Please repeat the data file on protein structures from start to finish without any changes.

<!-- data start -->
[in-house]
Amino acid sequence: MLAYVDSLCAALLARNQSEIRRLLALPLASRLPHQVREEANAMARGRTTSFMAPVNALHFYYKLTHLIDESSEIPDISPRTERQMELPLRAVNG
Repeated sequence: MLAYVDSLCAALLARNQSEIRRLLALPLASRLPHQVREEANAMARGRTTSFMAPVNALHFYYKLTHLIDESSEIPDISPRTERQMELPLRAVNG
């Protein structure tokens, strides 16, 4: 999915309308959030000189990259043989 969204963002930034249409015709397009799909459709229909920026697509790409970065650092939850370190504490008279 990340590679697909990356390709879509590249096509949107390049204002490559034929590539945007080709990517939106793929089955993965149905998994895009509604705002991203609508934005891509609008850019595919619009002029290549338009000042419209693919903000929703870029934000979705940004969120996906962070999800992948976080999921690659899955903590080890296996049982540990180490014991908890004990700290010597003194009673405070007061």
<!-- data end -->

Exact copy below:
[in-house]
Amino acid sequence: MLAYVDSLCAALLARNQSEIRRLLALPLASRLPHQVREEANAMARGRTTSFMAPVNALHFYYKLTHLIDESSEIPDISPRTERQMELPLRAVNG
Repeated sequence: MLAYVDSLCAALLARNQSEIRRLLALPLASRLPHQVREEANAMARGRTTSFMAPVNALHFYYKLTHLIDESSEIPDISPRTERQMELPLRAVNG
């Protein structure tokens, strides 16, 4: 999915309308959030000189990259043989 969204963002930034249409015709397009799909459709229909920026697509790409970065650092939850370190504490008279 990340590679697909990356390709879509590249096509949107390049204002490559034929590539945007080709990517939106793929089955993965149905998994895009509604705002991203609508934005891509609008850019595919619009002029290549338009000042419209693919903000929703870029934000979705940004969120996906962070999800992948976080999921690659899955903590080890296996049982540990180490014991908890004990700290010597003194009673405070007061």